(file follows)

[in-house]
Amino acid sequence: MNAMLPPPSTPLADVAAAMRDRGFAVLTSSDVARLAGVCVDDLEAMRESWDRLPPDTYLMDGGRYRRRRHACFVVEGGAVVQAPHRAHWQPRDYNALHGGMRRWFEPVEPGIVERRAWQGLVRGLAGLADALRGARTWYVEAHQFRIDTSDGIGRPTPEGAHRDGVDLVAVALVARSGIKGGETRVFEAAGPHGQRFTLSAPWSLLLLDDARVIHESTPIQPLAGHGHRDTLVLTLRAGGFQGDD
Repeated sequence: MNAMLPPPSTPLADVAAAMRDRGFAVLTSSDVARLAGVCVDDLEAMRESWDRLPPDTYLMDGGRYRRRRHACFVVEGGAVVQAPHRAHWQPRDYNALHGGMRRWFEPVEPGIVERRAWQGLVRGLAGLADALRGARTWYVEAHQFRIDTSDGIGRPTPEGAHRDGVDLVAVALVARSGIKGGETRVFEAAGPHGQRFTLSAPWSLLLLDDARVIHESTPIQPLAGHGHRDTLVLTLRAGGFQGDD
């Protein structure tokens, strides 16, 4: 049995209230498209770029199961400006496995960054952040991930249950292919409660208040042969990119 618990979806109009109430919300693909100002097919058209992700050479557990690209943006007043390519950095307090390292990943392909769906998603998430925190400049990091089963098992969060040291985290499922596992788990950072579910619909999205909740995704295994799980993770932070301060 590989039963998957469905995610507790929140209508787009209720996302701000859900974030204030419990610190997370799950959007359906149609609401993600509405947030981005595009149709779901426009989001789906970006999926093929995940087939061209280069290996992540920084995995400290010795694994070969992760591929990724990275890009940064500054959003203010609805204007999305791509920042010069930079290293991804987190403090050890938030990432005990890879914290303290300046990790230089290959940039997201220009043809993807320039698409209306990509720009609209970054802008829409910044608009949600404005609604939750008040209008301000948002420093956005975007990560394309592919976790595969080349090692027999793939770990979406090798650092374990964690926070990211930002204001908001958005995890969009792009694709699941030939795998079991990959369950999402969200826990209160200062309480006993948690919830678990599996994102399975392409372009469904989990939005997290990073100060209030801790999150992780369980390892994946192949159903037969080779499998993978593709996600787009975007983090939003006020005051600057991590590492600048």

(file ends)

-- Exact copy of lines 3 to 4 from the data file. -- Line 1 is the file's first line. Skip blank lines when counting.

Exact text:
Repeated sequence: MNAMLPPPSTPLADVAAAMRDRGFAVLTSSDVARLAGVCVDDLEAMRESWDRLPPDTYLMDGGRYRRRRHACFVVEGGAVVQAPHRAHWQPRDYNALHGGMRRWFEPVEPGIVERRAWQGLVRGLAGLADALRGARTWYVEAHQFRIDTSDGIGRPTPEGAHRDGVDLVAVALVARSGIKGGETRVFEAAGPHGQRFTLSAPWSLLLLDDARVIHESTPIQPLAGHGHRDTLVLTLRAGGFQGDD
């Protein structure tokens, strides 16, 4: 049995209230498209770029199961400006496995960054952040991930249950292919409660208040042969990119 618990979806109009109430919300693909100002097919058209992700050479557990690209943006007043390519950095307090390292990943392909769906998603998430925190400049990091089963098992969060040291985290499922596992788990950072579910619909999205909740995704295994799980993770932070301060 590989039963998957469905995610507790929140209508787009209720996302701000859900974030204030419990610190997370799950959007359906149609609401993600509405947030981005595009149709779901426009989001789906970006999926093929995940087939061209280069290996992540920084995995400290010795694994070969992760591929990724990275890009940064500054959003203010609805204007999305791509920042010069930079290293991804987190403090050890938030990432005990890879914290303290300046990790230089290959940039997201220009043809993807320039698409209306990509720009609209970054802008829409910044608009949600404005609604939750008040209008301000948002420093956005975007990560394309592919976790595969080349090692027999793939770990979406090798650092374990964690926070990211930002204001908001958005995890969009792009694709699941030939795998079991990959369950999402969200826990209160200062309480006993948690919830678990599996994102399975392409372009469904989990939005997290990073100060209030801790999150992780369980390892994946192949159903037969080779499998993978593709996600787009975007983090939003006020005051600057991590590492600048």